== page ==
Who Can Beat Nixon? is a board game published in 1970 by Harrison-Blain of N.J. that simulates the upcoming 1972 United States presidential election.



Who Can Beat Nixon? is a game in which one player is Richard Nixon, while the other players are his challengers as candidates.[1] Players move their tokens around a continuous track, buying or bargaining for electoral votes, using money and media points as currency. From time to time during the game, a primary card is drawn from the deck, and two of the Democratic challengers must fight for the right to remain in the race. This continues until Nixon and one Democratic challenger are left. The player who is the first to pick up 270 electoral votes is the winner.[2]



In Issue 4 of Moves, Martin Campion commented, "The game is mostly luck, especially for the [Democratic] challengers. The only real strategic choices involved are in the small amount of off the board bargaining that is appropriate."[2]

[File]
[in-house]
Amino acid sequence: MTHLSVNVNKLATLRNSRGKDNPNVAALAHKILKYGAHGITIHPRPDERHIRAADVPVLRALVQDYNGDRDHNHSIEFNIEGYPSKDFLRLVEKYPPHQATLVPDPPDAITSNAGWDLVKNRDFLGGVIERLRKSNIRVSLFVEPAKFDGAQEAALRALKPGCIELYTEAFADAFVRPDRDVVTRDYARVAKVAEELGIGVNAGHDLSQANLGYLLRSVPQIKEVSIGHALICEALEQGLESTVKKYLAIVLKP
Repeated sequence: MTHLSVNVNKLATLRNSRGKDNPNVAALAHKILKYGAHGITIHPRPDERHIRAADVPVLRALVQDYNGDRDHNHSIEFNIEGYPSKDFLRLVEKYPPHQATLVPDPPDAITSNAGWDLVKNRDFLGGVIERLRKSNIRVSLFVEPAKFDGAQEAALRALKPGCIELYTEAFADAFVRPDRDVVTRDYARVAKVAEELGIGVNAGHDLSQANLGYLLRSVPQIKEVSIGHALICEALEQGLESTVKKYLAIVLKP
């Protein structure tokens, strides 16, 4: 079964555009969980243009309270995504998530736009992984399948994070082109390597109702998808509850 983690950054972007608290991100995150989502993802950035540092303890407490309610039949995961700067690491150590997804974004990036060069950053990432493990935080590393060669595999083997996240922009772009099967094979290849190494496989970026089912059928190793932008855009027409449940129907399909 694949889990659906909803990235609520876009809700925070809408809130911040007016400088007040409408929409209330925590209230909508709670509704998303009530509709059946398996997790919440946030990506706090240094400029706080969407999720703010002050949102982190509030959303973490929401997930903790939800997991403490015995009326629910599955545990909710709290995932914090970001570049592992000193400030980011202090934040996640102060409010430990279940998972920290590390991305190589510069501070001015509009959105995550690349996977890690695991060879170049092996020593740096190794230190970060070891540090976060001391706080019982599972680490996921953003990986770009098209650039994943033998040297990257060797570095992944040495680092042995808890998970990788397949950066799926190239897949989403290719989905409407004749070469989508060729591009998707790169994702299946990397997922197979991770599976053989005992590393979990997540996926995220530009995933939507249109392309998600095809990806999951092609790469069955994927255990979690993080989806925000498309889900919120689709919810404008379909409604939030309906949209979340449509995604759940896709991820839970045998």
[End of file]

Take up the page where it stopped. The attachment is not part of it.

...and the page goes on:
In Handbook for the Role of Games in Teaching Speech Communication, Michael Weatherly thought this game could be a valuable teaching resource for the classroom, but pointed out that "if the class is not concerned with political campaigns at the time they are utilized, they have little value. A preliminary discussion of our political process should precede the game and a discussion of the game's relevance to the subject should follow. The game thus becomes an integral part of the learning experience, not merely a ploy to keep the students occupied."[3]

Alan R. Moon reviewed Who Can Beat Nixon? for Games International magazine and stated that "I guess there's just something about Nixon which brings out strong feelings in people. I don't think I'd care as much about a game called Who Can Beat Bush?"[1]

Other recognition


At a 1972 intercollegiate tournament with the topic "Resolved: That Richard Nixon should be Elected President in 1972", this game was the first prize, presented to the winning team from Clarion State College.[4]


  1. ^ a b Moon, Alan R. (March 1989). "Up the Poll". Games International (3): 14–15.
  2. ^ a b Campion, Martin (August 1972). "War and "Peace": A Guide to Conflict Simulations". Moves. No. 4. p. 18.
  3. ^ Weatherly, Michael (1972). Handbook for the Role of Games in Teaching Speech Communication. University of Dayton. p. 6.
  4. ^ "Debaters Take First in Tourney". Clarion Call. Clarion PA. 1972-02-18. p. 1.